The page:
of pages scanned by kswapd resulted in a filesystem write for the full
series in comparison to 0.99% in the vanilla kernel).

X86-64
                traceonly-v4r7     nodirect-v4r7  flusholdest-v4r7
flushforward-v4r7
Direct reclaims                               1275       1300       1222   
   1224 
Direct reclaim pages scanned                156940     152253     148993   
 148726 
Direct reclaim write file async I/O           2472          0          0   
      0 
Direct reclaim write anon async I/O          29281      26887      28073   
  26283 
Direct reclaim write file sync I/O            1943          0          0   
      0 
Direct reclaim write anon sync I/O           11777       9258      10256   
   8510 
Wake kswapd requests                          4865      12895       1185   
   1176 
Kswapd wakeups                                 869        757        789   
    822 
Kswapd pages scanned                      41664053   30419872   29602438  
42603986 
Kswapd reclaim write file async I/O         550544      16092      12775   
   4414 
Kswapd reclaim write anon async I/O        2409931    1964446    1779486   
1667076 
Kswapd reclaim write file sync I/O               0          0          0   
      0 
Kswapd reclaim write anon sync I/O               0          0          0   
      0 
Time stalled direct reclaim (ms)           8908.93    7920.53    6192.17   
5926.47 
Time kswapd awake (ms)                     6045.11    5486.48    3945.35   
3367.01 

User/Sys Time Running Test (seconds)       2813.44   2818.17    2801.8  
2803.61
Percentage Time Spent Direct Reclaim         0.21%     0.00%     0.00%    
0.00%
Total Elapsed Time (seconds)              11217.45  10286.90   8534.22  
8332.84
Percentage Time kswapd Awake                 0.03%     0.00%     0.00%    
0.00%

Unlike X86, total time spent on the test was significantly reduced and like
elsewhere, filesystem IO due to reclaim is way down.

PPC64
                traceonly-v4r7     nodirect-v4r7  flusholdest-v4r7
flushforward-v4r7
Direct reclaims                                665        709        652   
    663 
Direct reclaim pages scanned                145630     125161     116556   
 124718 
Direct reclaim write file async I/O            946          0          0   
      0 
Direct reclaim write anon async I/O          26983      23160      28531   
  23360 
Direct reclaim write file sync I/O             596          0          0   
      0 
Direct reclaim write anon sync I/O           17517      13635      16114   
  13121 
Wake kswapd requests                           271        302        299   
    278 
Kswapd wakeups                                 181        164        158   
    172 
Kswapd pages scanned                      68789711   68058349   54613548  
64905996 
Kswapd reclaim write file async I/O         159196      20569      17538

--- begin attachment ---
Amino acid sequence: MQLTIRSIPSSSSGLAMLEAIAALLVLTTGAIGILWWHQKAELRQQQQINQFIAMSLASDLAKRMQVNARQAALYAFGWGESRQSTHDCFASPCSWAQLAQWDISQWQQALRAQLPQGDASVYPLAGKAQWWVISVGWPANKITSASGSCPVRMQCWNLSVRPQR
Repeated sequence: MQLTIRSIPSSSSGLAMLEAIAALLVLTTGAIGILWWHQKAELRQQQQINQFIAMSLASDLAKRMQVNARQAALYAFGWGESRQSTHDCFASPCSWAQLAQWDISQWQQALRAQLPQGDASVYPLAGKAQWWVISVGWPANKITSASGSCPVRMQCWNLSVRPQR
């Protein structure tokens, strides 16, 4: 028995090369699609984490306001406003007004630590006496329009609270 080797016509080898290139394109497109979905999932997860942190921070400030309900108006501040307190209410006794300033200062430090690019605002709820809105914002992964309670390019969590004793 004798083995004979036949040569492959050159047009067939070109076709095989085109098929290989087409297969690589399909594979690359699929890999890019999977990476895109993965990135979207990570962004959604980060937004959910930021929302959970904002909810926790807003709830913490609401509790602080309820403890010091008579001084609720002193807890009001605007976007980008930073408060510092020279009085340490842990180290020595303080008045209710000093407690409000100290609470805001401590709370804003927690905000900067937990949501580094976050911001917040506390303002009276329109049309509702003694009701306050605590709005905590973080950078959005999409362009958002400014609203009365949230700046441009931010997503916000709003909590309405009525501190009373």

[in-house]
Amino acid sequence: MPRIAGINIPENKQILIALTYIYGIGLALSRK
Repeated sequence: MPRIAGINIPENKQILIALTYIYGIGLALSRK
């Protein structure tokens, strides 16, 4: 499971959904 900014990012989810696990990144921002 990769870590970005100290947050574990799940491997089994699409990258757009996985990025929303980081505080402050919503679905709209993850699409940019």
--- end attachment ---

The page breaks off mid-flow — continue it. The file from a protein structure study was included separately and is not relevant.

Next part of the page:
2475 
Kswapd reclaim write anon async I/O        2311178    1962398    1811115   
1829023 
Kswapd reclaim write file sync I/O               0          0          0   
      0 
Kswapd reclaim write anon sync I/O               0          0          0   
      0 
Time stalled direct reclaim (ms)          13784.95   12895.39   11132.26  
11785.26 
Time kswapd awake (ms)                    13331.51   12603.74   10956.18  
11479.22 

User/Sys Time Running Test (seconds)       3567.03   2730.23   2682.86  
2668.08
Percentage Time Spent Direct Reclaim         0.33%     0.00%     0.00%    
0.00%
Total Elapsed Time (seconds)              15282.74  14347.67  12614.61 
13386.85
Percentage Time kswapd Awake                 0.08%     0.00%     0.00%    
0.00%

Similar story, the test completed faster and page reclaim IO is down.

Overall, the patches seem to help. Reclaim activity is reduced while test
times are generally improved. A big concern with V3 was that direct reclaim
not being able to write pages could lead to unexpected behaviour. This
series mitigates that risk by reducing the amount of IO initiated by page
reclaim making it a rarer event.

Mel Gorman (7):
  MMOTM MARKER
  vmscan: tracing: Update trace event to track if page reclaim IO is
    for anon or file pages
  vmscan: tracing: Update post-processing script to distinguish between
    anon and file IO from page reclaim
  vmscan: Do not writeback filesystem pages in direct reclaim
  fs,btrfs: Allow kswapd to writeback pages
  fs,xfs: Allow kswapd to writeback pages
  vmscan: Kick flusher threads to clean pages when reclaim is
    encountering dirty pages

Wu Fengguang (1):
  writeback: sync old inodes first in background writeback

 .../trace/postprocess/trace-vmscan-postprocess.pl  |   89 +++++++++-----
 Makefile                                           |    2 +-
 fs/btrfs/disk-io.c                                 |   21 +----
 fs/btrfs/inode.c                                   |    6 -
 fs/fs-writeback.c                                  |   19 +++-
 fs/xfs/linux-2.6/xfs_aops.c                        |   15 ---
 include/trace/events/vmscan.h                      |    8 +-
 mm/vmscan.c                                        |  121
++++++++++++++++++-
 8 files changed, 195 insertions(+), 86 deletions(-)